South Africa's Supreme Court yesterday ordered the predominantly Afrikaner primary school here to open its doors to black pupils. The ruling was met with surprising calmness by militant white parents who have been maintaining an almost month-long vigil at the school's back entrance to make sure no "undesirables" made it into the building.
A well made-up woman wearing jeans and a white T-shirt shrugged when asked what she thought the court's decision meant to her campaign to keep the school white. "I don't want to say anything, but we have our plans. Right now we are just sitting here," she said before returning to her circle of guardians, who were lounging in garden chairs set up next to a cordon of mud-splattered pick-up trucks.
What those plans involve are anybody's guess. Nearly a month ago, some of the same parents formed a blockade outside the school to prevent three small black children, who had been enrolled by the principal, from entering the premises. They shouted obscenities at the children and then teargassed a television crew.
Since then, the Potgietersrus primary school has found itself under international scrutiny and at the centre of a constitutional test case, pitting one racial group's claim to safeguard its culture and language against another group's desire for quality non-racial education.
The school, 160 miles north of Johannesburg, is surrounded today by barbed wire and boasts a heavy front gate, complete with a closed-circuit video system. If it were not for the children playing in the yard, the red-brick building could be a prison, or possibly a fort, which is how many of the parents of the 600-odd children prefer to see it.
The parents view the school as a bastion of Afrikaner culture. They believe they are defending their language, religion and way of life from non-Afrikaans- speaking children, whom they fear might flood in and steal all that they hold dear. The authorities in the Northern Province saw the action as nothing other than thinly disguised racism.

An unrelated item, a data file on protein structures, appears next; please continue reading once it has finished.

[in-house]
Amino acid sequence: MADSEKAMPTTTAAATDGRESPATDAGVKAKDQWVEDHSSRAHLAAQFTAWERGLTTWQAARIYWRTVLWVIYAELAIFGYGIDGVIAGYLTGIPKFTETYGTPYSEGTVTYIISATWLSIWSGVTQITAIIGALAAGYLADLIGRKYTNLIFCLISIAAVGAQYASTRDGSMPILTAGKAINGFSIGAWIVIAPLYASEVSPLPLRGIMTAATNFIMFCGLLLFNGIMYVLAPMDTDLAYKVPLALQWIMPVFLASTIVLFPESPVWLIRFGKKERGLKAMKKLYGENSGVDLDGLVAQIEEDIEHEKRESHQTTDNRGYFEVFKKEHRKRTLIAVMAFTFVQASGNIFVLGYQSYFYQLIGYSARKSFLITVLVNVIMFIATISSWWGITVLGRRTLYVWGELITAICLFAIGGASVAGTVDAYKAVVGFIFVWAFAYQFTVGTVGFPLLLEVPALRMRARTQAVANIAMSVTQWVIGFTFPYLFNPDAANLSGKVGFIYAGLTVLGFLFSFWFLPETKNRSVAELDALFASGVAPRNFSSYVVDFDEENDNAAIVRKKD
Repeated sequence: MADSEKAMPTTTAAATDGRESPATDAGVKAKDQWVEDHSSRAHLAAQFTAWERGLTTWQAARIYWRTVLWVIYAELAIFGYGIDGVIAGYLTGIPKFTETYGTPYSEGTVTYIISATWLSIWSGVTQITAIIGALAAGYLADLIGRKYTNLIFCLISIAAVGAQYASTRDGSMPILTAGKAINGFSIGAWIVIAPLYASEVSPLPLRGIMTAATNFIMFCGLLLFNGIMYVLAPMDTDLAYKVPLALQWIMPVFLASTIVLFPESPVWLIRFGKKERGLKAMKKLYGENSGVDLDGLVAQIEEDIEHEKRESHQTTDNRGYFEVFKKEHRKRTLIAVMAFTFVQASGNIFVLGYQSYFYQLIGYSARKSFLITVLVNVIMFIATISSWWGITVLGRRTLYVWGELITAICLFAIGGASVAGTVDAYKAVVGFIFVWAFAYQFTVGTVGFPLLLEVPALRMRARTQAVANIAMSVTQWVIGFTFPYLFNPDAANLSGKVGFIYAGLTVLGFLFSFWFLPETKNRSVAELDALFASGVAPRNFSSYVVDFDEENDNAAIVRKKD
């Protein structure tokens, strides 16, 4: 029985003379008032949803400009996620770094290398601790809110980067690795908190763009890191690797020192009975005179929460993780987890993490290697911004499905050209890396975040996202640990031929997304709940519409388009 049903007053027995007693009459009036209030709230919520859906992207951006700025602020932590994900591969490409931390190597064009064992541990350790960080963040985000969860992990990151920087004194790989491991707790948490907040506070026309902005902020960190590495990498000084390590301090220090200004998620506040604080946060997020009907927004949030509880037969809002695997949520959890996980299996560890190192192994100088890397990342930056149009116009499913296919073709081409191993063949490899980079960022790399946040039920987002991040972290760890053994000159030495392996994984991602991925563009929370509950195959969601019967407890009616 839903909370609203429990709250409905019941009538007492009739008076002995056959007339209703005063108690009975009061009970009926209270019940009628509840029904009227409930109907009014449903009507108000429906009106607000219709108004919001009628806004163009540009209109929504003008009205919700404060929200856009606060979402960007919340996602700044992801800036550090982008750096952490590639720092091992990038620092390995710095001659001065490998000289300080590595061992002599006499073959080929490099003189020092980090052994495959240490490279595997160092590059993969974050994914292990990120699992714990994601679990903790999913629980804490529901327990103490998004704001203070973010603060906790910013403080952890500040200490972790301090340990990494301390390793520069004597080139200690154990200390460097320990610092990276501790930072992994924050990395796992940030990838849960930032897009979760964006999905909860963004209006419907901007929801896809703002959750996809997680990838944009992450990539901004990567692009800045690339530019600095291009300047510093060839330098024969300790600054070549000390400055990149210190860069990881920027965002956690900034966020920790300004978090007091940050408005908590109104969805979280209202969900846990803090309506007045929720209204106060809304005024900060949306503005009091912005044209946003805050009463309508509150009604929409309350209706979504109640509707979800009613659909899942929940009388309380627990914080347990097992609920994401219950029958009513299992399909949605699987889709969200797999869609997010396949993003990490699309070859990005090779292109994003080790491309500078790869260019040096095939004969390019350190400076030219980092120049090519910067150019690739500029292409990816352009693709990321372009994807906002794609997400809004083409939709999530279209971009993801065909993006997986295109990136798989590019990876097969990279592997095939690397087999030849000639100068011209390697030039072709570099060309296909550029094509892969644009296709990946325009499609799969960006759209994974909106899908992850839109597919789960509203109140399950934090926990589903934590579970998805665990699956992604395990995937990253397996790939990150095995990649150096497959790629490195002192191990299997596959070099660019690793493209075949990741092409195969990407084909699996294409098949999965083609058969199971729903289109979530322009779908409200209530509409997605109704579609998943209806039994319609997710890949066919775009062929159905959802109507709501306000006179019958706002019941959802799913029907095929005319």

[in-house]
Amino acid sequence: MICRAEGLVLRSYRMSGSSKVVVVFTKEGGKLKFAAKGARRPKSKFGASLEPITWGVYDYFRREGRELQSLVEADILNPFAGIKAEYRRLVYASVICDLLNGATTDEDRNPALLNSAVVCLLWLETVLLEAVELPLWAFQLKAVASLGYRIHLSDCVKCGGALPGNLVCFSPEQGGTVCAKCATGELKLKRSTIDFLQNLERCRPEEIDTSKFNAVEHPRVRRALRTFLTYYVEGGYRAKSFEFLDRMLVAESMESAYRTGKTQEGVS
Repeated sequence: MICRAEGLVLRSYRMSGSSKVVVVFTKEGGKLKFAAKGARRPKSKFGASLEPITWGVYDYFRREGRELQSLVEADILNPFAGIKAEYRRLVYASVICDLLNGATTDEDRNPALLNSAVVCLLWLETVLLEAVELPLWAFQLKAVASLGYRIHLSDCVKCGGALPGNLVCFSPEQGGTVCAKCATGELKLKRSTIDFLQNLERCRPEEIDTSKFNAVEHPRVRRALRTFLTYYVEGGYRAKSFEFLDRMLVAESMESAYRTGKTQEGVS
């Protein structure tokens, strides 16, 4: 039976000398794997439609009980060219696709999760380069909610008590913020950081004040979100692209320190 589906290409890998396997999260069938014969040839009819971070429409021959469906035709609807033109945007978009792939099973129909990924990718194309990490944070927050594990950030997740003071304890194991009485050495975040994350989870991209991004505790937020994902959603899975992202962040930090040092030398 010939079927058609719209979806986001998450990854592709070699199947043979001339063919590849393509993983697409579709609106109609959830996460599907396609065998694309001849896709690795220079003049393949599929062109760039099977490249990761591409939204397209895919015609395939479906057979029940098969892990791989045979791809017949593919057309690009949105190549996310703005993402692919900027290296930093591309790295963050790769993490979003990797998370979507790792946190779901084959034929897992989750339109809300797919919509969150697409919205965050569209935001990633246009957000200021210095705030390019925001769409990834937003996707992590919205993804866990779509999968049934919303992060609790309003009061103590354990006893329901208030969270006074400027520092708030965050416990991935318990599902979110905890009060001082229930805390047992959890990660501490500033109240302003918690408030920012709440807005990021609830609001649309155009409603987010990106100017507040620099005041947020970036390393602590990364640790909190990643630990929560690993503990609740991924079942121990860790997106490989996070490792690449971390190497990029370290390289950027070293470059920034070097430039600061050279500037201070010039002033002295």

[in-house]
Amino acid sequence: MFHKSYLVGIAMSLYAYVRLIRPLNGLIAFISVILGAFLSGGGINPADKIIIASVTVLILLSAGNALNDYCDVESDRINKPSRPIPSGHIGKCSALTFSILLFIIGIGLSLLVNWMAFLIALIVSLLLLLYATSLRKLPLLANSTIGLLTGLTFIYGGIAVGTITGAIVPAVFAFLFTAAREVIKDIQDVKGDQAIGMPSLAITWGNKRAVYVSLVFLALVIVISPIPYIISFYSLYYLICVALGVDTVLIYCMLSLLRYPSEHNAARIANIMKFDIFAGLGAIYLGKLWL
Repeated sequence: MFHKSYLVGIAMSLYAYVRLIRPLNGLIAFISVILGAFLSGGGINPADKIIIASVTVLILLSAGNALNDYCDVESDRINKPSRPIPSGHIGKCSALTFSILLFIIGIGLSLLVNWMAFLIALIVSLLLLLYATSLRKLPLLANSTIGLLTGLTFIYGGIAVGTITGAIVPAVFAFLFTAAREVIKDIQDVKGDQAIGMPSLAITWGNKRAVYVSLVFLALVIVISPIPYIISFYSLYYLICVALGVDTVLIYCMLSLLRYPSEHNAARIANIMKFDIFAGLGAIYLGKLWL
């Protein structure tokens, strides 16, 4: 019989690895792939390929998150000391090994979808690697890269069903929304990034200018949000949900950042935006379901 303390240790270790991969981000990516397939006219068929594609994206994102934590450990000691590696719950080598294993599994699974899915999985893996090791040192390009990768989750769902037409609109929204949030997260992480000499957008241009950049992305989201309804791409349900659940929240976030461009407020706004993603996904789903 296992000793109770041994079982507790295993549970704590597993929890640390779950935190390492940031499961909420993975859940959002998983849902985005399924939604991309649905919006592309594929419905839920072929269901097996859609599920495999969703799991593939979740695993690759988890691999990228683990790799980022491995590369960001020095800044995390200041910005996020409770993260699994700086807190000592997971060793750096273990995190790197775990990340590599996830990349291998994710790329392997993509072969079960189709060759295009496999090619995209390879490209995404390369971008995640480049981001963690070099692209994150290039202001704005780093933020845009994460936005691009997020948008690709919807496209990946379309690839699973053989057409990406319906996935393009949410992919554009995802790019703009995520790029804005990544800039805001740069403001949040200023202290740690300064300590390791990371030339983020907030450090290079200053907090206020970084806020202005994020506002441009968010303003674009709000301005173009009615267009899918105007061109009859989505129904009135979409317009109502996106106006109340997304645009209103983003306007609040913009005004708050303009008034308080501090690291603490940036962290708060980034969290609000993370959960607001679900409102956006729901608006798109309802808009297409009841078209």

The provincial government and 21 black families from the area took the school to the Supreme Court.
Yesterday, Judge Tjibbe Spoelstra ruled the school could "not unfairly on the grounds of race, ethnic or social origin, culture, colour or language, refuse to admit any child". He ordered it to allow the three black children named in the court application and 18 others to participate fully in its activities, and told it to pay the court costs of the black parents.
The Education Minister, Sibusiso Bengu, told a news conference he was delighted. "We saw this as a national case and are pleased that the judgement has come this way," he said.
Authorities expect the first black children to enrol next week. But the Potgietersrus story is not over. An appeal could be heard in the Constitutional Court. More dramatically, after Judge Spoelstra ordered "all reasonable steps" to protect children against intimidation, threats or wrongful interference, officials said that police might have to be deployed, turning the school into a South African version of Little Rock, Arkansas, where troops had to escort black pupils to a white high school in 1957.
The Potgietersrus Town Clerk, Karel Liebenberg, said he was not sure how the parents might react. "We don't want violence. I believe that the police will see to it that violence does not occur."
Meanwhile, as their school's future was being decided in Pretoria, dozens of young white boys in khaki shorts and shirts and girls in red skirts and white blouses played in the schoolyard under dark threatening skies. It has rained almost ceaselessly in the Northern Province for the past week, causing widespread flooding.But the children played on, oblivious to the skies and the impending political storm which will almost certainly hit their town some time next week.Reuse content